Falling through the Cracks of the American Dream

August 23, 2018|Posted in: Uncategorized

My life, I will admit, is a constant explosion of chaos (with a name like Maelstrom, I figure it’s genetic). There is always SOMEthing going on, which I’ve always felt was ever-so-slightly fantastic. My life is FULL: I don’t have a “bucket list” because I kinda want to do EVERYthing, and there’s no point marking it off a list because I’ll probably want to do it again. The way I’ve always looked at it, as long as I’m doing something I want more often than not, I’m winning.

You’re waiting for the “But … “, aren’t you?

Well, you know me: I hate to disappoint, so here ya go. I love my life, BUT … having crossed that line into my 40s, there are few areas where I’m starting to think, “Y’know, I should really be beyond this by now.” And at the top of that list is “Living in a rent-controlled apartment barely larger than a dorm room.”

Don’t get me wrong: I have said it before, but I love living in San Francisco. There are tons of opportunities here, I’m within driving distance to either the ocean or the mountains, and the city has an overall vibe that just resonates with me. It’s is one of America’s largest progressive cities and seems to cater to those of us who consider ourselves a part of the counterculture.

And I love my apartment: I have great neighbors, I can walk to most of the places I go, and the landlord is responsive–not especially quick, mind you, but responsive. Best of all, I can afford it.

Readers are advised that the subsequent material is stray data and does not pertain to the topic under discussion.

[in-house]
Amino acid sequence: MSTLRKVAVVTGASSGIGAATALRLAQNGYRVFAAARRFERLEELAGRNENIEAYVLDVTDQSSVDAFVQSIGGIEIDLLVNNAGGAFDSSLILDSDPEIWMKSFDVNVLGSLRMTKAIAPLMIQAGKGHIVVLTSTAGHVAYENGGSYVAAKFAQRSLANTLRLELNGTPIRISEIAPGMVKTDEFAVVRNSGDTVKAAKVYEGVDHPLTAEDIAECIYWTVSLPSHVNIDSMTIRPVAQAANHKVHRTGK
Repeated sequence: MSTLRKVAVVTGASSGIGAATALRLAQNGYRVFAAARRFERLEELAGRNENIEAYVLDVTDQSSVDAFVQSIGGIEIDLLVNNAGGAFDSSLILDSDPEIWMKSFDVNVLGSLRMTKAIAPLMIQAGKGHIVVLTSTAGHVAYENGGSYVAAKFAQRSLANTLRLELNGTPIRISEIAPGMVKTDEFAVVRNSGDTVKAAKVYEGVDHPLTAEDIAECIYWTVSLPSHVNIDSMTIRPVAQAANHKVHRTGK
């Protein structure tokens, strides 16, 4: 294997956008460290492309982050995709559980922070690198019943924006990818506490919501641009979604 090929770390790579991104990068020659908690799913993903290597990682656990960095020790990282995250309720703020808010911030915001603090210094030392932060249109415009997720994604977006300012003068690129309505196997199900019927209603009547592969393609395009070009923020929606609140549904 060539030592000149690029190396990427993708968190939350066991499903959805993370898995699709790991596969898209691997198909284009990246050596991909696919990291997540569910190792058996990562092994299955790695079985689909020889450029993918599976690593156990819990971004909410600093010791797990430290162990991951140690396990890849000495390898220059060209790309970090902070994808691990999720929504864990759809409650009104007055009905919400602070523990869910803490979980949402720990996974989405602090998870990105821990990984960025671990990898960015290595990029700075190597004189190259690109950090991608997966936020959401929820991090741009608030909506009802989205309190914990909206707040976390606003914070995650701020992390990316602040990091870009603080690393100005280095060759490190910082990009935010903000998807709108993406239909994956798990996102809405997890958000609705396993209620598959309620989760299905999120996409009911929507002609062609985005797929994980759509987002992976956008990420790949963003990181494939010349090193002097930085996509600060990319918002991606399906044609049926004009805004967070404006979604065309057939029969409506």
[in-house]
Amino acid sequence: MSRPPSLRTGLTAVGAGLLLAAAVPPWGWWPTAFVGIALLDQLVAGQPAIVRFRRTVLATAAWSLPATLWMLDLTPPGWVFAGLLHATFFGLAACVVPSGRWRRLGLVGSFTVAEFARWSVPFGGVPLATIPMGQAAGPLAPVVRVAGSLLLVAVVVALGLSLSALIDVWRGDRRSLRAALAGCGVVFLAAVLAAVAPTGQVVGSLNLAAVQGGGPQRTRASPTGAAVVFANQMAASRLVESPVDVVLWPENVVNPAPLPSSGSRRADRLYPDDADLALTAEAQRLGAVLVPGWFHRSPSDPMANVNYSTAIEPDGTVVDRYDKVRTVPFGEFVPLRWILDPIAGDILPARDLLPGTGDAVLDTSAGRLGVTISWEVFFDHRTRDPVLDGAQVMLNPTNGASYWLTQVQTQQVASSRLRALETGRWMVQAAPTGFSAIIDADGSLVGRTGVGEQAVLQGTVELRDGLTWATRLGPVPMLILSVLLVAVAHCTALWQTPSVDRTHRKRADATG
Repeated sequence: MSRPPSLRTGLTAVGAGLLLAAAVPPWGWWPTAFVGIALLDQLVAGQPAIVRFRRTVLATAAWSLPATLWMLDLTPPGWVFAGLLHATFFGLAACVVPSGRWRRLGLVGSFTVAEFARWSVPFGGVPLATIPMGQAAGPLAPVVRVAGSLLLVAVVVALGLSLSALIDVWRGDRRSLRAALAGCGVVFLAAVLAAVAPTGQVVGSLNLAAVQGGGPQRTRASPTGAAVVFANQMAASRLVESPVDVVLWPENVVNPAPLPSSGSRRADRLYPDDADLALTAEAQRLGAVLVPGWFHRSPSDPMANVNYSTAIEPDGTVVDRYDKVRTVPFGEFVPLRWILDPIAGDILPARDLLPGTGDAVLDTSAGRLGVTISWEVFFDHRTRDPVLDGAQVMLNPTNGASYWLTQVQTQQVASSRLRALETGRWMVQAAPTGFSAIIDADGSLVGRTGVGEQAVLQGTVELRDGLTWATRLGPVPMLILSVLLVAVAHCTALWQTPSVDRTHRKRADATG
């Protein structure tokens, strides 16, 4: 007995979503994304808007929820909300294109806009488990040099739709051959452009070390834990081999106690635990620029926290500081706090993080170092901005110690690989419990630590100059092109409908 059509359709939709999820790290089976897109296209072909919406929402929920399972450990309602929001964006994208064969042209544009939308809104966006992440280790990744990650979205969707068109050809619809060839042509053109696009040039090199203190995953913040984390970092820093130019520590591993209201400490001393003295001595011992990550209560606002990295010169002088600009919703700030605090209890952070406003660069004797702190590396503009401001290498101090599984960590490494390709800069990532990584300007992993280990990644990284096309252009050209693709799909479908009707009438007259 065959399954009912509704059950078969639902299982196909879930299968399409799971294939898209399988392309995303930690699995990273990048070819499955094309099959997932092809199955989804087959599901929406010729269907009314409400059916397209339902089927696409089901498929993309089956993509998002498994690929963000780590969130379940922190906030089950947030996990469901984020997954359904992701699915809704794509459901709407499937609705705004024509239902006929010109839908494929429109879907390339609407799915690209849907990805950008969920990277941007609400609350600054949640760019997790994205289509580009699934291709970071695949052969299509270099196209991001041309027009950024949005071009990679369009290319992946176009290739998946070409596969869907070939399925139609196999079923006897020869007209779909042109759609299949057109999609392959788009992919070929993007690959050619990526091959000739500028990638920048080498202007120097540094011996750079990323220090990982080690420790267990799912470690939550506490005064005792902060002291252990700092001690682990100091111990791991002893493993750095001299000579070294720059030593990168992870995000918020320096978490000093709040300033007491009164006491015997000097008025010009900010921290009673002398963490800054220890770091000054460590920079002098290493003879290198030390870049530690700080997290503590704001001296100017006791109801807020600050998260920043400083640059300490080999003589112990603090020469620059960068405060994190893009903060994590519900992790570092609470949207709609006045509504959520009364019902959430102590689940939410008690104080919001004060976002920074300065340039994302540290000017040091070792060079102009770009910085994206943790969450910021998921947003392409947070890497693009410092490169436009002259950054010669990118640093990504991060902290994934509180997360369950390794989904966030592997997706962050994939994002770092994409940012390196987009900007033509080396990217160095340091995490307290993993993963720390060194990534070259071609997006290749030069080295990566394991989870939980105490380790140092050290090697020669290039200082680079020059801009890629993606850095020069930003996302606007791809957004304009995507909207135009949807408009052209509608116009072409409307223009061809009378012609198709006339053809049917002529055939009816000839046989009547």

But I also know I am one of the lucky ones.

Median rents in this town have long been the most expensive in the country. Not AMONG the most expensive–THE most expensive. And while the median cost of a home in California–$600,000–is ridiculous, the Bay Area is worse, with many counties reporting a median price over $1 million.

It’s nuts.

Like I said, I’m lucky. But even my rent goes up every year–not by a huge amount, but it’s starting to add up. Other people have it far, far worse: places like Phoenix have become almost impossible to live in, financially–with none of SanFran’s benefits. Millions across the country can’t afford housing, proper nutrition, and are dependent on Medicaid. People with good jobs, here in THIS CITY, are living in their damn CARS!

At one time, the American dream was all about owning your own home. We are living in an era with some of the highest stock market earnings and lowest unemployment rates in our history. And yet, people are living in cars, because they can’t find a place they can afford.

So yeah, it bugs me to think that maybe I should have a husband and a couple of kids and a house in a suburb. But it bugs me a lot more that in the Land of Opportunity, that isn’t really a feasible option for me–and not even a remote possibility for millions of others. Blame the president if you want–I certainly do–but the fact is, we have to take it on ourselves, as well: there are too many of us in this country who ARE lucky for there to be this many people who have to DEPEND on luck just to get through the night.

I don’t know what the answer is. But we can do better, people.